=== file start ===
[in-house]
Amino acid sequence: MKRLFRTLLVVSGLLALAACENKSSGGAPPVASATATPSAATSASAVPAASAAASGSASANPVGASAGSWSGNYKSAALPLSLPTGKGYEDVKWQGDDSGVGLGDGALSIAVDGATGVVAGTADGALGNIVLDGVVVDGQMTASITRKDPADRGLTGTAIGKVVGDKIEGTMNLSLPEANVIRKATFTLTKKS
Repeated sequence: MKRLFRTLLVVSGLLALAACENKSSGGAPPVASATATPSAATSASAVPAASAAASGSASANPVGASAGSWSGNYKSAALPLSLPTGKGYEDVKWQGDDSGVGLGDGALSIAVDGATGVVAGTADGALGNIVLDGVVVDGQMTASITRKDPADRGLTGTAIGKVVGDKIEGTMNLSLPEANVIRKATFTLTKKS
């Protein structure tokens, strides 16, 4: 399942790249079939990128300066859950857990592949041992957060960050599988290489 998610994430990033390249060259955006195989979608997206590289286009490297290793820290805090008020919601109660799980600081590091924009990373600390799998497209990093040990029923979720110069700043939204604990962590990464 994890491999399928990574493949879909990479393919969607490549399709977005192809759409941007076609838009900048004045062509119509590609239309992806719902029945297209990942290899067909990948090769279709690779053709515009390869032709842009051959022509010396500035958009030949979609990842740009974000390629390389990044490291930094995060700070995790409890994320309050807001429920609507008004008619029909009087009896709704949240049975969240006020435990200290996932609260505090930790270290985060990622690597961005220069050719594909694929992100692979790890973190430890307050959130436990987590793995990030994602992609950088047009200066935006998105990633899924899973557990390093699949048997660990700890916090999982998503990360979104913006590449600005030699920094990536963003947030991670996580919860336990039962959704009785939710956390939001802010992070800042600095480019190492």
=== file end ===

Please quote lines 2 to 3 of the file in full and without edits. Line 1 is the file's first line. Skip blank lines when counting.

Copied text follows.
Amino acid sequence: MKRLFRTLLVVSGLLALAACENKSSGGAPPVASATATPSAATSASAVPAASAAASGSASANPVGASAGSWSGNYKSAALPLSLPTGKGYEDVKWQGDDSGVGLGDGALSIAVDGATGVVAGTADGALGNIVLDGVVVDGQMTASITRKDPADRGLTGTAIGKVVGDKIEGTMNLSLPEANVIRKATFTLTKKS
Repeated sequence: MKRLFRTLLVVSGLLALAACENKSSGGAPPVASATATPSAATSASAVPAASAAASGSASANPVGASAGSWSGNYKSAALPLSLPTGKGYEDVKWQGDDSGVGLGDGALSIAVDGATGVVAGTADGALGNIVLDGVVVDGQMTASITRKDPADRGLTGTAIGKVVGDKIEGTMNLSLPEANVIRKATFTLTKKS